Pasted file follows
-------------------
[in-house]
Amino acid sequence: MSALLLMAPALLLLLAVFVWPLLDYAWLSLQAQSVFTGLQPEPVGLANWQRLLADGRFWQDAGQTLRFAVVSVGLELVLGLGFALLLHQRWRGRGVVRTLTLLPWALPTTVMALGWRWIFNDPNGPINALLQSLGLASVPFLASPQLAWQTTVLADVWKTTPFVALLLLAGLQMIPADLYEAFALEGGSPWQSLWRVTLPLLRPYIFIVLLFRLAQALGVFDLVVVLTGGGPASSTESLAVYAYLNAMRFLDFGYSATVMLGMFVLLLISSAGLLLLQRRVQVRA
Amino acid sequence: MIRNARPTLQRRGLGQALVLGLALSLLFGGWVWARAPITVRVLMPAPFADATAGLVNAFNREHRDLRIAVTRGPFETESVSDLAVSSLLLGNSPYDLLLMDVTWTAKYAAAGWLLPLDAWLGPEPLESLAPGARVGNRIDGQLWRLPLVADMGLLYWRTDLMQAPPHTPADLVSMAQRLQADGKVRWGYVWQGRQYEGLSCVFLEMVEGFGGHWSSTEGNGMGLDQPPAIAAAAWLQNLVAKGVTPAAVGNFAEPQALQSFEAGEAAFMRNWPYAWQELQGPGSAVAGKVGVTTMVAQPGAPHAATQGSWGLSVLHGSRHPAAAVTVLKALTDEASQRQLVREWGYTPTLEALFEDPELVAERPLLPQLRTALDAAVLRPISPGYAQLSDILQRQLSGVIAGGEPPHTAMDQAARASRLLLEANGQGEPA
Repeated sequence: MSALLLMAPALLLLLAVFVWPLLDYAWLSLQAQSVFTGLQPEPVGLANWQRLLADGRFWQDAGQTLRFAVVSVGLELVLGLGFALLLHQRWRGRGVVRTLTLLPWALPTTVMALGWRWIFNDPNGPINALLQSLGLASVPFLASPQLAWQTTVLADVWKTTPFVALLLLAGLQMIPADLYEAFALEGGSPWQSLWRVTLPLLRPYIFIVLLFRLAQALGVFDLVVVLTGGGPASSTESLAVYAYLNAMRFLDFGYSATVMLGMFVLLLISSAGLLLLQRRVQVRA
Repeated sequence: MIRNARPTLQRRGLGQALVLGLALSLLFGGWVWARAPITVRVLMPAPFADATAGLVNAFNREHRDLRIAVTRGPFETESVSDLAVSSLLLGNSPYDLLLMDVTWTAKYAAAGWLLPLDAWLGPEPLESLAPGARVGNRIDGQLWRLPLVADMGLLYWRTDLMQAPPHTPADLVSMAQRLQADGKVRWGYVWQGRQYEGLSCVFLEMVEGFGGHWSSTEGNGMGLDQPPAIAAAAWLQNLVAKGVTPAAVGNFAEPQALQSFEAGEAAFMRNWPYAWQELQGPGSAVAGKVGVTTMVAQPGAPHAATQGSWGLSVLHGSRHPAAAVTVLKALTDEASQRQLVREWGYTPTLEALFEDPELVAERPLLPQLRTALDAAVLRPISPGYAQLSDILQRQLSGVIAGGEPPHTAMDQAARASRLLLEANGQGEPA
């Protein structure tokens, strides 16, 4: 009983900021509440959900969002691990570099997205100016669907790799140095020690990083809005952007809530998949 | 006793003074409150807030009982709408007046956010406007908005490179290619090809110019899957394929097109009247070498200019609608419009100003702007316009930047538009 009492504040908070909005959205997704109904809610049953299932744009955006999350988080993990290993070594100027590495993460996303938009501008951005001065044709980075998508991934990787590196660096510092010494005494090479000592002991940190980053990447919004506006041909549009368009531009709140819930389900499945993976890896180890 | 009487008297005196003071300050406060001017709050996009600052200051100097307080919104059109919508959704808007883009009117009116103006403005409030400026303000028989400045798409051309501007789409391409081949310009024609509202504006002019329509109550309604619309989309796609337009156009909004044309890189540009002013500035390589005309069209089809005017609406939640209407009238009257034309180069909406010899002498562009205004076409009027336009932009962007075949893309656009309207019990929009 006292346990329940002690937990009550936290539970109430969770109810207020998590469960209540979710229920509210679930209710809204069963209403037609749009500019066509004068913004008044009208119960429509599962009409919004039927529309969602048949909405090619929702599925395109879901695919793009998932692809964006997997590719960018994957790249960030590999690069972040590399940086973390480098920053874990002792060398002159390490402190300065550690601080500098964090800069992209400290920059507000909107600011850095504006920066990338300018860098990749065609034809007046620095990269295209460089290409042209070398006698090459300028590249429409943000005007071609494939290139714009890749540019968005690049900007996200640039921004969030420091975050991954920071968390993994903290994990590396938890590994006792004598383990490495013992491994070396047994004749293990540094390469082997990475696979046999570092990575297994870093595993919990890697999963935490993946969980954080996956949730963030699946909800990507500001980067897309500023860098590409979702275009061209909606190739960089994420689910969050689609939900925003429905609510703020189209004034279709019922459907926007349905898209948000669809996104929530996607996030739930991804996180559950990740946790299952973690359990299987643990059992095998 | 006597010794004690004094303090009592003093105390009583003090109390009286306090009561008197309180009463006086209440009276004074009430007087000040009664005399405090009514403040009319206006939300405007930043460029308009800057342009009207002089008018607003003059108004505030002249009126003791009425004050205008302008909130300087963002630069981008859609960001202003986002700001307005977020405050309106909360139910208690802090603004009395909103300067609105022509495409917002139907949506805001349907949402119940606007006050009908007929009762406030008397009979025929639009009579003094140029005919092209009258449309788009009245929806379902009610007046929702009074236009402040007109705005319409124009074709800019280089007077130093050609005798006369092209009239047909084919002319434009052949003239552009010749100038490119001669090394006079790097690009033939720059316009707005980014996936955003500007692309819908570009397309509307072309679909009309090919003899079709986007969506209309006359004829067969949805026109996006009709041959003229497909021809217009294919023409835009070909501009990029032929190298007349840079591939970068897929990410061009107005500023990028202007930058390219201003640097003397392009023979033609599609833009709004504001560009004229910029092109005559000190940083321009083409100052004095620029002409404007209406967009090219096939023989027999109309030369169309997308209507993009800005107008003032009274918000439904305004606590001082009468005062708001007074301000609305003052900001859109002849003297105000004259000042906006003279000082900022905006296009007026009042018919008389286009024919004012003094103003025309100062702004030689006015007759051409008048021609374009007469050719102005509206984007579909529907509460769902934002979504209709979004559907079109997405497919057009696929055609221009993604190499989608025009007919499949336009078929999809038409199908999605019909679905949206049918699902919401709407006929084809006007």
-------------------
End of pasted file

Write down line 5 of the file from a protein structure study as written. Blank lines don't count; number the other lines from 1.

Repeated sequence: MIRNARPTLQRRGLGQALVLGLALSLLFGGWVWARAPITVRVLMPAPFADATAGLVNAFNREHRDLRIAVTRGPFETESVSDLAVSSLLLGNSPYDLLLMDVTWTAKYAAAGWLLPLDAWLGPEPLESLAPGARVGNRIDGQLWRLPLVADMGLLYWRTDLMQAPPHTPADLVSMAQRLQADGKVRWGYVWQGRQYEGLSCVFLEMVEGFGGHWSSTEGNGMGLDQPPAIAAAAWLQNLVAKGVTPAAVGNFAEPQALQSFEAGEAAFMRNWPYAWQELQGPGSAVAGKVGVTTMVAQPGAPHAATQGSWGLSVLHGSRHPAAAVTVLKALTDEASQRQLVREWGYTPTLEALFEDPELVAERPLLPQLRTALDAAVLRPISPGYAQLSDILQRQLSGVIAGGEPPHTAMDQAARASRLLLEANGQGEPA